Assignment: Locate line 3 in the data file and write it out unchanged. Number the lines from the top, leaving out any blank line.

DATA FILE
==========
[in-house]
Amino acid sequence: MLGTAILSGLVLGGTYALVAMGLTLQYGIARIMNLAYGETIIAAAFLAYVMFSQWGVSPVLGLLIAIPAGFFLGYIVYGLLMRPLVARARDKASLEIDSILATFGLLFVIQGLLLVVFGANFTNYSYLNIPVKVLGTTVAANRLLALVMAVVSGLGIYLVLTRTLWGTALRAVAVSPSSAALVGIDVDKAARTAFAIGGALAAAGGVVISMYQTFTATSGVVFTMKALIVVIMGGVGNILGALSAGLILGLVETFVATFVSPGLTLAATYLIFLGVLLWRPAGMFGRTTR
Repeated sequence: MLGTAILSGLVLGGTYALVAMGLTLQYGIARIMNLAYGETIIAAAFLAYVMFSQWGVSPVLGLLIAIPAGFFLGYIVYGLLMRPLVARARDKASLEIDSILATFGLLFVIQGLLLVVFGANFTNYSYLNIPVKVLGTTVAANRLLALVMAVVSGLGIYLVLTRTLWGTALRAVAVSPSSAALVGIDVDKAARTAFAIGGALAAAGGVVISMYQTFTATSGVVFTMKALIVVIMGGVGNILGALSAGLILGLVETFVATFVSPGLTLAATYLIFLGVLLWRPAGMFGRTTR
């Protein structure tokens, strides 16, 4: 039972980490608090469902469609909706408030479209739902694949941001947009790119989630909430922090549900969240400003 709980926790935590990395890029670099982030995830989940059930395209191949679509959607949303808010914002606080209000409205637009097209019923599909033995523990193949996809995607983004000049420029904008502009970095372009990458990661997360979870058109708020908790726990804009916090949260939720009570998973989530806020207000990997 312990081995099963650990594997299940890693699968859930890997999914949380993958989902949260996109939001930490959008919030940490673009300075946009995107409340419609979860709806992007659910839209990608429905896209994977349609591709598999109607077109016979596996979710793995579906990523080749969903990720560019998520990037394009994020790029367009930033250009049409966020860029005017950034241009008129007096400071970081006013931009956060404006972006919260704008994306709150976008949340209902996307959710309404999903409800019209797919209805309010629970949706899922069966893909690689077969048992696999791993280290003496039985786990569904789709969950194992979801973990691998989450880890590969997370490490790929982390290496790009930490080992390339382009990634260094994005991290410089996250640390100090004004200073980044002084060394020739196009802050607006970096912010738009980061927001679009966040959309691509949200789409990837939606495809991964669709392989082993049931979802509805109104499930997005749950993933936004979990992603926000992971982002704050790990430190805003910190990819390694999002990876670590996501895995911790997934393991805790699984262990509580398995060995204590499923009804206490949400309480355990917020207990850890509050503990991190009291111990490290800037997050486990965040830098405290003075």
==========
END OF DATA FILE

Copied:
Repeated sequence: MLGTAILSGLVLGGTYALVAMGLTLQYGIARIMNLAYGETIIAAAFLAYVMFSQWGVSPVLGLLIAIPAGFFLGYIVYGLLMRPLVARARDKASLEIDSILATFGLLFVIQGLLLVVFGANFTNYSYLNIPVKVLGTTVAANRLLALVMAVVSGLGIYLVLTRTLWGTALRAVAVSPSSAALVGIDVDKAARTAFAIGGALAAAGGVVISMYQTFTATSGVVFTMKALIVVIMGGVGNILGALSAGLILGLVETFVATFVSPGLTLAATYLIFLGVLLWRPAGMFGRTTR